He dropped us to the next town which was very helpful. We stood on the final highway intersection which lead directly north. It had been a poor day’s travel as we had only travelled an equal 150km as the previous day. Our new location was once again poor, having no area for cars to pull in. It was now 4pm and we thumbed as cars drove past. Only 20 minutes of waiting and a younger guy quickly pull in and we threw our bags into his car. He was driving a couple of hundred kilometres north to go hiking and we were happy to take the ride.
Time past quickly as we talked about camping and the outdoors and before long we were dropped at a town named Grong. It was a small village which seemed to be in the middle of nowhere. It suited us however as we found the supermarket, bought some food for the next few days of travel then went searching for a campsite. Along the river which ran beside the town and highway, we found a rest stop with toilets and a secluded, flat grassy area. It was perfect and feeling relieved to have made some distance, we cooked noodles and went to sleep.
We planned again to wake early, determined to make it the final 550kms. It was not going to be easy and while we sat outside the supermarket at 9am using their wifi, we realised we should have woken up much earlier. Luckily, we were standing just beyond a roundabout where traffic leaving the town would have to slow down and read our sign. We were picked up by a tour van. The driver, a cool Germany dude named Axel, was happy to take us 300km. He was currently working as a tour guide for motorbike trips throughout the world. He was a legend and an interesting guy to talk to. he was currently living in Spain and loving travelling. He had a strong belief in avoiding the typical societal working pattern of 9-5 and he shared the many experiences he had had working different jobs. He was driving to Bodo, the town from which we were planning to catch a ferry to the Lofoten Islands. Unfortunately however, his work schedule had him (and all his clients) spending the night elsewhere. We were still happy with the long distance we were able to cover. He dropped us at a bus stop in a town from which he needed to turn west and we quickly ate lunch before getting back to holding out our sign.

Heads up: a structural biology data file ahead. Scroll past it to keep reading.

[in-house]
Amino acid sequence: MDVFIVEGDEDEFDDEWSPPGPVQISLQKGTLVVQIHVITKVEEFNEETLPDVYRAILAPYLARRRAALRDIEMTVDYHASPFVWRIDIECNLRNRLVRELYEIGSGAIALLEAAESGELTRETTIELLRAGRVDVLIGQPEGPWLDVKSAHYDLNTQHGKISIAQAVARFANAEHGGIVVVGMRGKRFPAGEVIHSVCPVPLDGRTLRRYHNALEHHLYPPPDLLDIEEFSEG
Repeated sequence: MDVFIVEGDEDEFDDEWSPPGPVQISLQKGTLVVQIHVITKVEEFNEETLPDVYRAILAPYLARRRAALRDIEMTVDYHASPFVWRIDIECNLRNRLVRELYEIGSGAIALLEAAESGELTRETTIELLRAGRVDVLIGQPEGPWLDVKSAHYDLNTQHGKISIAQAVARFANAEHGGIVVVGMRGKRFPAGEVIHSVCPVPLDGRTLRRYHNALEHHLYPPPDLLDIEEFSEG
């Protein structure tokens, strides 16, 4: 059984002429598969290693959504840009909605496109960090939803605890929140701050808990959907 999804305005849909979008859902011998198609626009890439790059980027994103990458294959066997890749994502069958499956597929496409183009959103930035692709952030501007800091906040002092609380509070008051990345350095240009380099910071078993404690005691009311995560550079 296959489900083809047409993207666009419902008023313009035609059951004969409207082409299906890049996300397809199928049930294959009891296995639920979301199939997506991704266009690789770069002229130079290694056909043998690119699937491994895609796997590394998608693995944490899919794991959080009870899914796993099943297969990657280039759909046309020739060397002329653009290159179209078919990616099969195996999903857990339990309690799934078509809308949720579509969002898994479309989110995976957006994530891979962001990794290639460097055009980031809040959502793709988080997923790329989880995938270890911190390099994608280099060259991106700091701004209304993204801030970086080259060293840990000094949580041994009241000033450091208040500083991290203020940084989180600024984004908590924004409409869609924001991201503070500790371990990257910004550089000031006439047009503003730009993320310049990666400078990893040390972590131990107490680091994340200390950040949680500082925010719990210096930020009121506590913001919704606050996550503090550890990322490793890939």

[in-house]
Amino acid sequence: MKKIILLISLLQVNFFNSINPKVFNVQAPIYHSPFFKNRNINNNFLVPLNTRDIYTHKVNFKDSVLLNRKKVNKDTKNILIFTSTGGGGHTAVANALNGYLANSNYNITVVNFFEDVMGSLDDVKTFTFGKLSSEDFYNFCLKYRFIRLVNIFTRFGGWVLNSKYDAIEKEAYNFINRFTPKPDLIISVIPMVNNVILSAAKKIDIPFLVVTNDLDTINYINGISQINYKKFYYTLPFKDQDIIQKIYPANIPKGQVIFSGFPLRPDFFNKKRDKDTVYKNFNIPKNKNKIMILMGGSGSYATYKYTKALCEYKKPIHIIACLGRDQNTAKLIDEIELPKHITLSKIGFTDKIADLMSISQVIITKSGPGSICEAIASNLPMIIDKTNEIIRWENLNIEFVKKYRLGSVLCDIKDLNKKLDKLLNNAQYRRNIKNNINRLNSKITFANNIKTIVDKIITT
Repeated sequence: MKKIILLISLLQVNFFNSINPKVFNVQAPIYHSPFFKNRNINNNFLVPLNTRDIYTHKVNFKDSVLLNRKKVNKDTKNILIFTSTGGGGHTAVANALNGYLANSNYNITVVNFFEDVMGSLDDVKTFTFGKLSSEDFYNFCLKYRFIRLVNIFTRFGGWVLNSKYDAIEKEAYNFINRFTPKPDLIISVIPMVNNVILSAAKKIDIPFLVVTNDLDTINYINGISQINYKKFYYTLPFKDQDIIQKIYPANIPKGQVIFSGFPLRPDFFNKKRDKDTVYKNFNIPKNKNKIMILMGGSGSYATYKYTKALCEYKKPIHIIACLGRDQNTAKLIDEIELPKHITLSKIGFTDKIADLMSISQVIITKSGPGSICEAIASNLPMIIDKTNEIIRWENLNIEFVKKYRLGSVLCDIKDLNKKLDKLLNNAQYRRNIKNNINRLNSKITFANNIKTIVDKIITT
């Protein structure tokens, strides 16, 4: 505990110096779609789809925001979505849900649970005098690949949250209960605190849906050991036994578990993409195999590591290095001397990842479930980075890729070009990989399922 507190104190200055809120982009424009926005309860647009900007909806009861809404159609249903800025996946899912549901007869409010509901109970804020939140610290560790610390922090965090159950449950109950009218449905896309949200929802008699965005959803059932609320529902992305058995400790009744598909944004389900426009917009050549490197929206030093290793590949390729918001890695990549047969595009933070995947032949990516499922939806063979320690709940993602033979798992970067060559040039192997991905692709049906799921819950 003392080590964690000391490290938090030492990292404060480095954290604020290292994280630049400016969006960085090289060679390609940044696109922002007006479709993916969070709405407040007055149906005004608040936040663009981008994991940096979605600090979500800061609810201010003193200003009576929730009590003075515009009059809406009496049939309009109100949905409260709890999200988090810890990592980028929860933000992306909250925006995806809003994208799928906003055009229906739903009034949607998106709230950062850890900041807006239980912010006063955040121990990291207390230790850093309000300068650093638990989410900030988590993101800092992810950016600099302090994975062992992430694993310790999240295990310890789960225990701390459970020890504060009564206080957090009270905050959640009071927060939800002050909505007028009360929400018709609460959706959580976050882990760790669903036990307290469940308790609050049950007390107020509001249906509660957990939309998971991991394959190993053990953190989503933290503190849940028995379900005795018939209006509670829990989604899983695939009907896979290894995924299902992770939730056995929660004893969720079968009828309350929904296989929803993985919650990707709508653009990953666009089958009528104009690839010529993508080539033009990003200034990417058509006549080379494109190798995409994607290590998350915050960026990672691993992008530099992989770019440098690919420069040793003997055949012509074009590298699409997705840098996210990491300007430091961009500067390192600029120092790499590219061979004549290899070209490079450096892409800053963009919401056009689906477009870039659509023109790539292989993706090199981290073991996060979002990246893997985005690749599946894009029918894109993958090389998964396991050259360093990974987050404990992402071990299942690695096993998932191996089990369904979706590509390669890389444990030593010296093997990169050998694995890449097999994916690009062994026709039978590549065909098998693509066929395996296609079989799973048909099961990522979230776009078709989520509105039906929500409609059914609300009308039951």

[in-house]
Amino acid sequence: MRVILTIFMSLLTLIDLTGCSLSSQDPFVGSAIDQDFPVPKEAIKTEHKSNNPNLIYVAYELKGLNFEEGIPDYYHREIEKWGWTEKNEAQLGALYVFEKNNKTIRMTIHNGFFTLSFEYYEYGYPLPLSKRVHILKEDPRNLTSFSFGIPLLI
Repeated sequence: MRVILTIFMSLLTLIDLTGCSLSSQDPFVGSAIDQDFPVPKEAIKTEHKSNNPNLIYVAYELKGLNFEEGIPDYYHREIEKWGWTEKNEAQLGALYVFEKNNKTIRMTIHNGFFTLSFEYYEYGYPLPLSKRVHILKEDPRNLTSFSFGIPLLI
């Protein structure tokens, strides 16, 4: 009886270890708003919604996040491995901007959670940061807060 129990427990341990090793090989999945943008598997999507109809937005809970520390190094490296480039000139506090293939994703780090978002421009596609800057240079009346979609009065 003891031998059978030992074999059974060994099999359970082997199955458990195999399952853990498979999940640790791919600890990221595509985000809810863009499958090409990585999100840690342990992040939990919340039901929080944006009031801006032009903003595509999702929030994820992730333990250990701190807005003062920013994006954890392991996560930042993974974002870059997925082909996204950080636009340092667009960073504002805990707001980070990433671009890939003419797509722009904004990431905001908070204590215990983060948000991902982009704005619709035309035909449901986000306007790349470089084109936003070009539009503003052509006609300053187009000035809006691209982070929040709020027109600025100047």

Again we were lucky and were picked up within 30 minutes. A middle aged man was happy to help us as he had done some hitchhiking when he was younger and understood the patience it required. He drove us to the outskirts of a town called Mo I Rana and was happy to drive us a little out of his way so we could get to a good hitchhiking location. From here, we only counted 26 vehicles before a young dad pulled in. He had come from a vacation with his family down south. he explained that as he had a newborn daughter, he had chosen to drive while his partner and baby flew. The car took some rearranging to fit us in but after playing human Tetris we were again, on our way north.
The trend was continuing. he explained that he had also hitchhiked when he was younger. 200km later, we were dropped at the town where our friendly driver had to continue north. We had a final 50km west to get to the ferry. We stood at a service station holding our sign and the day’s luck continued. Another father picked us up under similar circumstances as our previous driver. He was driving the car home from Oslo while the family flew. He was not driving the entire distance to Bodo, however he decided to drive us the extra 20kms to the ferry terminal. We truthfully had not expected to make it and were so thankful as we said goodbye. 550km in one day and we were so close to seeing the Lofoten Islands! The only problem was, the next ferry was three hours away at 00:45 in the morning. We cooked noodles again for dinner and found powerpoints in the terminal where we charged all our devices. We were going to make it! And while we had not planned to see a lot in the islands due to having poor wifi opportunities the past 3 days, we knew we had amazing weather ahead of us and our excitement kept us awake until the ferry came.
(39km walked, 1037km hitchhiked)